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Inventory Woes: Are They Worse Than They Look?

There has been a lot of hand-wringing for going on two years or so about the incredible shrinking inventory of homes for sale. This week CoreLogic analyst Molly Boesel joins the chorus with another analysis of the problem.

Boesel says the inventory of existing homes is at its lowest level in more than 18 years and continues to decrease (although the National Association of Realtors now reports two consecutive months of increasing listings,) and new home construction isn't helping. This has resulted in an inventory shortage "at a time when demographic and economic indicators are moving upward for the housing market."

A "month's supply" measure is used in most inventory reports. This indicates how many months it would take to sell the available inventory at the current sales pace and if no other homes came on the market. Boesel says this scenario, while unlikely, is a good way to measure market health and confirms the 18-year inventory low.

Since the housing market is seasonal one, comparisons must be made among data collected at the same point in time each year. The author chose March and this year that supply was approximately 3.8 months nationwide. This was about the same level as in March 2017, but well below where it was during the Great Recession, and tighter than before the housing boom.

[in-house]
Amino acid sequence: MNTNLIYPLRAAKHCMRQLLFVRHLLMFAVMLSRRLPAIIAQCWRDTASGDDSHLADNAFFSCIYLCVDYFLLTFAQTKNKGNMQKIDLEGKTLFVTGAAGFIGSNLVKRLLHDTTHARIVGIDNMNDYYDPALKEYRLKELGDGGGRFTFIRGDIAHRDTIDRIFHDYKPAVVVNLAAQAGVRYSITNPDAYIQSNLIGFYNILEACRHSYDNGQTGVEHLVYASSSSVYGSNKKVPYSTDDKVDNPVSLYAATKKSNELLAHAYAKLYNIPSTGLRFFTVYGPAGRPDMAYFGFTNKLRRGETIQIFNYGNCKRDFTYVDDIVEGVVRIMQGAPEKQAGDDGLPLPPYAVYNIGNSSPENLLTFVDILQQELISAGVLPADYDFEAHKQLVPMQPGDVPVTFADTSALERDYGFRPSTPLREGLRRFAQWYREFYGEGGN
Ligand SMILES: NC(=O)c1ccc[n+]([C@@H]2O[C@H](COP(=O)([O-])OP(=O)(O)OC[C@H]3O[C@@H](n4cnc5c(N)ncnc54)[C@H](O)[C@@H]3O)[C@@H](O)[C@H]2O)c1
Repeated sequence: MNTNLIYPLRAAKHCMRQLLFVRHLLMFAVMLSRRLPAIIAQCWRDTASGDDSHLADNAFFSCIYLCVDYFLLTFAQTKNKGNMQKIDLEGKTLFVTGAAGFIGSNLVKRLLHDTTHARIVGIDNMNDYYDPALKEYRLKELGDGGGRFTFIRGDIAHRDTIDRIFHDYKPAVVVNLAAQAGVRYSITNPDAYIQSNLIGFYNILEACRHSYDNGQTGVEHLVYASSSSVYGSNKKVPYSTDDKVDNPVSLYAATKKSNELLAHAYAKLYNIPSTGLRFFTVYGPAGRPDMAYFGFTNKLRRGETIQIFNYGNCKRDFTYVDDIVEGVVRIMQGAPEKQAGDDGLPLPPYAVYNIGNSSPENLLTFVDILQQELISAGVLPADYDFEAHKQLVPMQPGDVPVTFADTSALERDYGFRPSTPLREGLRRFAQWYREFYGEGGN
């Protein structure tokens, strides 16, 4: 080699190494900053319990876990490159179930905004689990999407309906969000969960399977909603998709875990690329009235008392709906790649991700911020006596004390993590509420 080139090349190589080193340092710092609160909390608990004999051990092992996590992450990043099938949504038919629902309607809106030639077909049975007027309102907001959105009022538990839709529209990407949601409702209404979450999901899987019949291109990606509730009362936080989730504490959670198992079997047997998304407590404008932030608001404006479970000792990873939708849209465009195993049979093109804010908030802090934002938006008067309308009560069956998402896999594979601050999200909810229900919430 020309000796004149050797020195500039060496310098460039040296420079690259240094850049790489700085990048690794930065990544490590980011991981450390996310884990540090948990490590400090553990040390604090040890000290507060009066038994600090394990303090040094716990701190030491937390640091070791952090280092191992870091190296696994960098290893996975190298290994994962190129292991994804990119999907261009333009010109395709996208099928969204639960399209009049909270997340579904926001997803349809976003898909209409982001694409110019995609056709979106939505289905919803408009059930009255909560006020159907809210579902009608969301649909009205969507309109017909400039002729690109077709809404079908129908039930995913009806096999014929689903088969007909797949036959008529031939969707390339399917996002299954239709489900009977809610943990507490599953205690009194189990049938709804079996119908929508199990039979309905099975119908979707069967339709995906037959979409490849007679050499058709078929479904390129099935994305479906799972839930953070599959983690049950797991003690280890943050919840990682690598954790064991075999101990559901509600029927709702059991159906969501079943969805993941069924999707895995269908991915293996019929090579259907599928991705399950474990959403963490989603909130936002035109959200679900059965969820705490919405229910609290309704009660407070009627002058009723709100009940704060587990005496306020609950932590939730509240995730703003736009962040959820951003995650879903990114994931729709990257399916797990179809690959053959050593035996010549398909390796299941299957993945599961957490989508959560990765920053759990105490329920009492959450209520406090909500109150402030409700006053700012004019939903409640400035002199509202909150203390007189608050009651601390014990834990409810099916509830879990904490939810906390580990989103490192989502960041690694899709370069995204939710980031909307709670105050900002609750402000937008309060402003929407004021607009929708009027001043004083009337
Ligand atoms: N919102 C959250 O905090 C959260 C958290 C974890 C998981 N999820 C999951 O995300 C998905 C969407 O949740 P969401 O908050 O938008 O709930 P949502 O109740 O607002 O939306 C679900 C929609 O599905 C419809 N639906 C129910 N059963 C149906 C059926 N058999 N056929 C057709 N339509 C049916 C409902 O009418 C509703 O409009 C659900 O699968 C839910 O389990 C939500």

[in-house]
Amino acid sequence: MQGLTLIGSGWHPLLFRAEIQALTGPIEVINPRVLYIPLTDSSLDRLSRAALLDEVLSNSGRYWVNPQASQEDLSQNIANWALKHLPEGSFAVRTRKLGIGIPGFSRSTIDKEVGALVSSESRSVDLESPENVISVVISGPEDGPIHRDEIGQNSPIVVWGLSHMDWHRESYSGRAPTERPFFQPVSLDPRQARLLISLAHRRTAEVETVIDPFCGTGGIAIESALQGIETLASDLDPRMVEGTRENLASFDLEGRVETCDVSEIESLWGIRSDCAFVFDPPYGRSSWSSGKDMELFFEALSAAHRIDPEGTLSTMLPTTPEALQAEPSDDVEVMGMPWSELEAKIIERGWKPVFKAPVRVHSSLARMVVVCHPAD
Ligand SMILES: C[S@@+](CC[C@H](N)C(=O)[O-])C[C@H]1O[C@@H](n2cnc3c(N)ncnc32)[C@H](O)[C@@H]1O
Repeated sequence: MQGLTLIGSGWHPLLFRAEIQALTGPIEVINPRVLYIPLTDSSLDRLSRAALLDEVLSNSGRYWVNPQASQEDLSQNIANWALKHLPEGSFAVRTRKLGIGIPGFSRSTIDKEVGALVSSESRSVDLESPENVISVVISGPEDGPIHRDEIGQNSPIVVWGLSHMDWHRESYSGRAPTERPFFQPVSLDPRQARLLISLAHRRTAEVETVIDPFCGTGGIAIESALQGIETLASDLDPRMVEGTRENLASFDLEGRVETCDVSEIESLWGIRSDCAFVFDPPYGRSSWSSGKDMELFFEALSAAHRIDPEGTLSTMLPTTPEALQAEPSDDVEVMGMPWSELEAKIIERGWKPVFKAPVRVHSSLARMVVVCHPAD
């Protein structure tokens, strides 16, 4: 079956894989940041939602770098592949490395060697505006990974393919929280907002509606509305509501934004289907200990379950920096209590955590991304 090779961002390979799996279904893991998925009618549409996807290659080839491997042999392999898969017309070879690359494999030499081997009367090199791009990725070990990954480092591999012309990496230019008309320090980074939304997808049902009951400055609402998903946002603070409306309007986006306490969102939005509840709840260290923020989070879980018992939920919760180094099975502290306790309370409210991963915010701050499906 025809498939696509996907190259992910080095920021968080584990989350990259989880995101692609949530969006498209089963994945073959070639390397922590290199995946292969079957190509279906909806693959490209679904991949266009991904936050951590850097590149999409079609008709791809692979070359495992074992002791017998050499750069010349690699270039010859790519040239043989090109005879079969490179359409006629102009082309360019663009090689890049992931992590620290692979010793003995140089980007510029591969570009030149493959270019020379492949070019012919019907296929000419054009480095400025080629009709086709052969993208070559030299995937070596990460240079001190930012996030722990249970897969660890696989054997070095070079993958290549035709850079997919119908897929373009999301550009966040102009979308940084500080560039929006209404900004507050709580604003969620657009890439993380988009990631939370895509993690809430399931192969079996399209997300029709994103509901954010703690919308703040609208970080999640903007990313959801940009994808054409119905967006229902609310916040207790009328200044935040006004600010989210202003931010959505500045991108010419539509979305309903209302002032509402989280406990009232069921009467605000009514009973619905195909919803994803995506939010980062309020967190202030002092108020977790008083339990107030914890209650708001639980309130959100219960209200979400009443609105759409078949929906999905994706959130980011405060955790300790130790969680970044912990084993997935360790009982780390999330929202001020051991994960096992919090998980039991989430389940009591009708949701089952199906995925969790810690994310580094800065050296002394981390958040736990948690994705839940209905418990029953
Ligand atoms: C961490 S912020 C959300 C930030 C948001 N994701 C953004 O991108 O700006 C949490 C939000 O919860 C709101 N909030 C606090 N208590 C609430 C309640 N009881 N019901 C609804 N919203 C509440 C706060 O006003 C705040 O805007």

But being the tightest market in 18 years is the bright spot in her analysis. She also looked at the inventory at different price levels and at the entry-level, (homes priced from 50 percent of the median sales price to 25 percent above it) there was only a 3-month supply available in March. Moving higher in the price tiers the inventory improves, with close to a 7-month supply for homes listed at more than double the median price.

Prices aside, those localities with strong job growth also look worse than national averages would imply. Denver, Seattle, and San Francisco have about 2 months of supply, making each of those cities a sellers' market. Miami, with a supply made up mostly of condos, has almost a glut among the large metros, a 9-month supply.

Boesel says the tight inventory on the low-end means higher prices for first-time buyers. The CoreLogic Home Price Index shows prices for lower-end homes increased by almost 10 percent year-over-year in March against a gain for higher-priced homes of only 6 percent. This could mean pricing entry-level buyers out of the housing market and keeping a lid on overall home sales.

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